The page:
China is Destroying Russia’s Economy
In its 2020 Energy Outlook, BP declared that the world reached Peak Oil demand in 2019. BP’s 2022 report revised that forecast, with oil demand expected to surpass the 2019 level by the mid-2020s before beginning to fall. The 2022 BP outlook was prepared before the Russian invasion of Ukraine. (OilPrice.com, 2022).
Recent data suggest that the 2020 forecast could be proven right about Peak Oil in 2019.
“Now, … the International Energy Agency (IEA) has cut its forecast for average 2022 global oil consumption to 99.4 million barrels per day … below its 2019 top-demand-to-date figure of 99.7 million b/d. …
Meanwhile, EV sales continue to outpace projections … EV sales were up by over 100% last year and nearly 200% on 2019 …
[EV sales] growth shows every sign of continuing at similar or even higher rates, with the US expected to join China and Europe in the EV boom camp as electric pickups and SUVs become readily available this year and next.
If so, the impact of EVs will soon be perceptible on gasoline use — if it isn’t already. Growth in overall oil demand will become less likely with every passing year.” (Energy Intelligence, April, 2022)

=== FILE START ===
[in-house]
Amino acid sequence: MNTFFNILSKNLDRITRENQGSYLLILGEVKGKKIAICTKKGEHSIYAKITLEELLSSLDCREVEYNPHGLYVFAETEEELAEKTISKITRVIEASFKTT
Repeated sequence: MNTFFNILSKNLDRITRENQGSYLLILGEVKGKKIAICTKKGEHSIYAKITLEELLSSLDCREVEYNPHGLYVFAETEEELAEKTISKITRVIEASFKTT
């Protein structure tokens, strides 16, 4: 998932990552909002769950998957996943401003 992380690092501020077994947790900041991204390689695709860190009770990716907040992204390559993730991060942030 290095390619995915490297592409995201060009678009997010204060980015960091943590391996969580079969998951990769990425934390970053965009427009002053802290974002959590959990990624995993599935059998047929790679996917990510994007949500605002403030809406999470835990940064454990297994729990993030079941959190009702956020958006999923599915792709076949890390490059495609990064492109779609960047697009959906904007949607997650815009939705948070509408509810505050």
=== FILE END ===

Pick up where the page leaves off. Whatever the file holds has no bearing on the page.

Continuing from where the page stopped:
Global EV sales have consistently exceeded the most optimistic forecasts over recent years. The latest data show that trend continuing through June 2022, especially in China.
“Electric cars in China are … riding on apparently unstoppable momentum to reach new sales peaks. …
Market penetration of EVs as a percentage of new automobile sales has already sailed past the government’s goal of 20% — doing so some three years ahead of the target timeline of 2025. Starting at around 17% at the beginning of 2022, year-to-date EV penetration breached the 20% mark at the end of April, and has risen further to a six-month average of 22% …
In the month of June alone, over 27% of all passenger cars sold were EVs … As of end-June, the entire Chinese automobile fleet stood at 406 million units — of which 10.01 million, or about 2.5%, are EVs.” (Energy Intelligence, July, 2022)
The near-term oil demand impact of EVs is much greater than implied by the current EV share of vehicles in use because new vehicles log more vehicle miles travelled (VMT). Average annual VMT in the U.S. is almost 14,000 miles for new cars and 16,000 for new light trucks. For U.S. vehicles that are 11 years old, average annual VMT is just over 10,000 miles for cars and 11,000 for light trucks.
Survival rates also decline with age as older vehicles are scrapped. In the U.S., 99% of cars and 97% of light trucks are still in use after 3 years, but that drops to 51% of cars and 55% of light trucks after 15 years.
A global surge in the EV share of new vehicles will create “unstoppable momentum” in the EV share of VMT, and an associated decline in global oil demand.
A new Bloomberg analysis shows that a global surge in the EV share of new vehicles is happening now. National EV market share of 5% appears to be the tipping point that signals the start of surging EV adoption.